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Wood set to put ‘stopper’ reputation on the line against former team in Game 3

© Ron Chenoy | 2021 Sep 24

LOS ANGELES — Alex Wood lingered alone in the Dodger Stadium visitor’s dugout after he addressed the media. The meticulously manicured diamond was a familiar scene, yet he was viewing it through a foreign perspective. 

Twenty feet outside the dugout, an all-caps “2021 POSTSEASON” MLB logo was plastered on the first-base foul territory grass in blue. In exactly 24 hours from when Wood sat on his phone on the dugout bench, he’ll be walking across the signage and taking the mound. 

The last time Alex Wood pitched in the playoffs, he was in Globe Life Field in front of cardboard fans, shutting out the Tampa Bay Rays for two innings in Dodger blue. He spent five years with the Dodgers and helped lead LA to its first World Series title since 1988. 

“I don’t think we get through Game 6 without Alex Wood and his valuable innings,” Dodger manager Dave Roberts said. 

Now Wood’s back in Dodger Stadium, starting a pivotal Game 3 of the NLDS against many of his former teammates.

“Every year’s a new start, right?” Wood said. “Yeah, I mean a lot of good memories here, obviously. A lot of postseason runs…Tomorrow will be totally unique in and of itself and I’m excited for the opportunity and the challenge” 

Wood, who has allowed two earned runs in 13 innings for the Giants since returning from the injured list, said he’s past the “weirdness” of pitching against his former team. He’s already made three starts against LA in 2021. 

Not only did Wood win the World Series with the Dodgers last year, he also won his fantasy league against his teammates. He went out on top, leaving that league in favor of one with the Giants — including president of baseball operations Farhan Zaidi. 

Wood has Tom Brady, Antonio Gibson and Chase Claypool on his team and will improve to 3-2 on the year this week. Since the postseason began, he hasn’t talked to many of the Dodgers. He caught up with just one Sunday, and they only talked about fantasy football. 

Cutting the lines of communication doesn’t change how familiar the Dodgers are with Wood. There’s not much he can do to surprise them after five years of pitching in front of them.

“They will have a great plan,” Wood said. “They know me really well. They do a great job of preparing for anyone and everyone, especially this time of year.  So just got to kind of go out and execute, play the chess match, take what the game gives you, feel it out as you go, and try and make pitches and try and execute.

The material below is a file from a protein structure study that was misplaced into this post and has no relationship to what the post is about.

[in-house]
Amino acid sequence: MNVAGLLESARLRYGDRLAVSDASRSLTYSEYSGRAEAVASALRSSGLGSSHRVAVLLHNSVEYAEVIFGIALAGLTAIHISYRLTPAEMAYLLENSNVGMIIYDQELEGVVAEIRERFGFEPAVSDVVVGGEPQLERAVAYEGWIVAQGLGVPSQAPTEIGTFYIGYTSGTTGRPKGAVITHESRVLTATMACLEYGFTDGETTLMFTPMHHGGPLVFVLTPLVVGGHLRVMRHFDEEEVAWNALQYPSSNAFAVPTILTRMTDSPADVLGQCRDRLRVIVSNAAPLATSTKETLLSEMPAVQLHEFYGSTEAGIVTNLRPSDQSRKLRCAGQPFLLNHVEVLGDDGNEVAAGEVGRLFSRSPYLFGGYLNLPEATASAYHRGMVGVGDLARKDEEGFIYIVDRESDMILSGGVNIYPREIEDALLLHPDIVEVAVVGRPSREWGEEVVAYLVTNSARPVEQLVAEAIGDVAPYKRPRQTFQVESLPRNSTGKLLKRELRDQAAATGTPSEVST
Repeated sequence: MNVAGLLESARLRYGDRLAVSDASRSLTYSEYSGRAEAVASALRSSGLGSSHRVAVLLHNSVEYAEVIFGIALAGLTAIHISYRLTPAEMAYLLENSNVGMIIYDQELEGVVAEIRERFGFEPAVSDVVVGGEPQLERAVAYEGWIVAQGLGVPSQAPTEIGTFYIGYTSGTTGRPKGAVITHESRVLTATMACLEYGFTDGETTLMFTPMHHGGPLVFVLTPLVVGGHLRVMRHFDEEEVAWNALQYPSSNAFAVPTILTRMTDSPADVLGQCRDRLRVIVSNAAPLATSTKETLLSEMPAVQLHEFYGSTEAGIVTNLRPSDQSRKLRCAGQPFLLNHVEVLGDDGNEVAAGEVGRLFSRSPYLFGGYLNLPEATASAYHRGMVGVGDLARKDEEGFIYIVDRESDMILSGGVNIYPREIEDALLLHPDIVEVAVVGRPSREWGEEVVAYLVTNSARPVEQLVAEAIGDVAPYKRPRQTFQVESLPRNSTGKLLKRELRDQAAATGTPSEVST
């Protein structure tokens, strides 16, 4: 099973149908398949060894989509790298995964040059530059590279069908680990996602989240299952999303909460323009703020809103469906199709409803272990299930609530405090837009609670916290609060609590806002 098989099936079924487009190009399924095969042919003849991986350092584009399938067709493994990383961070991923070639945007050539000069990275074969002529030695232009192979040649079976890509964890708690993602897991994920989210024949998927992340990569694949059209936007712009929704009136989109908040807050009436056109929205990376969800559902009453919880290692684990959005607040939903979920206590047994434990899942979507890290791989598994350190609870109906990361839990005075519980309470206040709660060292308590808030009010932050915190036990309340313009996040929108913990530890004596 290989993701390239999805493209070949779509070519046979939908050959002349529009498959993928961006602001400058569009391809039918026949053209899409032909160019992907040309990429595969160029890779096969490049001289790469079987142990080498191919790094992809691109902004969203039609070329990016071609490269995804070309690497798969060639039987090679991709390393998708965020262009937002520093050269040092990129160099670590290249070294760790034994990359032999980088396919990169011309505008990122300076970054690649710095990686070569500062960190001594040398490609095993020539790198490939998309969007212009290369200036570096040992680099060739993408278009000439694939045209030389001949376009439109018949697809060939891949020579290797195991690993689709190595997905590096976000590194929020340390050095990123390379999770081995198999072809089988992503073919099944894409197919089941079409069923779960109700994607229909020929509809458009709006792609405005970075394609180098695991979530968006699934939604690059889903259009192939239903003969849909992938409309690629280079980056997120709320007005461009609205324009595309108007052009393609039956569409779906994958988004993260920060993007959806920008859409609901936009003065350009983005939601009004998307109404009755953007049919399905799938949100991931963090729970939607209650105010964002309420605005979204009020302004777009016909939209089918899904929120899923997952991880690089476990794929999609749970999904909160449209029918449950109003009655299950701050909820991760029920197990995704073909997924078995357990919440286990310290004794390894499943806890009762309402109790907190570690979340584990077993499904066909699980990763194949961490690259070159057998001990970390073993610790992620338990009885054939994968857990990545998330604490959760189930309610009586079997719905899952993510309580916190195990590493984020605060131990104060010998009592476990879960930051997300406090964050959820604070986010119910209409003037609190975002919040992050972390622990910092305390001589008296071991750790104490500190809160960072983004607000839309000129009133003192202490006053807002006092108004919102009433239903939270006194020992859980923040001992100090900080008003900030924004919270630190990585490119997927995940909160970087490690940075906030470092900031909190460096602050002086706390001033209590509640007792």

“So I love these atmospheres this time of year. It’s something that really pushes you forward.  You really learn a lot about yourself this time of year. And I feel like my stuff’s been good and I’ve thrown the ball well, so I’m excited for the opportunity tomorrow, and so we’ll see what happens, but I’m looking forward to it.” 

The flipside is Wood knows his former teammates just as well as they know him. He doesn’t need it, but that could give him extra confidence. 

“I have a very good respect and admiration for him, consider him a friend, and he’s a great competitor,” Roberts said. “I think he feels he’s always the best option, which as Major League ballplayers, that’s a good thing.” 

The southpaw signed a one-year, $3 million deal with SF this offseason in part to avoid competing for a spot in LA’s deep rotation. It paid off. Wood proved he can be a reliable starter, going 10-4 with a 3.83 ERA. 

He’s also been a steadying presence. In games Wood starts immediately after a Giants loss, SF is 13-1. Of course, the Dodgers took Game 2, putting Wood’s “stopper” reputation to the test. 

The winner of Game 3 of a five-game MLB series advances 72% of the time, making Wood’s start even more pivotal than it obviously appears. The Giants better hope Wood can maneuver through the Dodgers lineup like he tinkers with his fantasy roster. 


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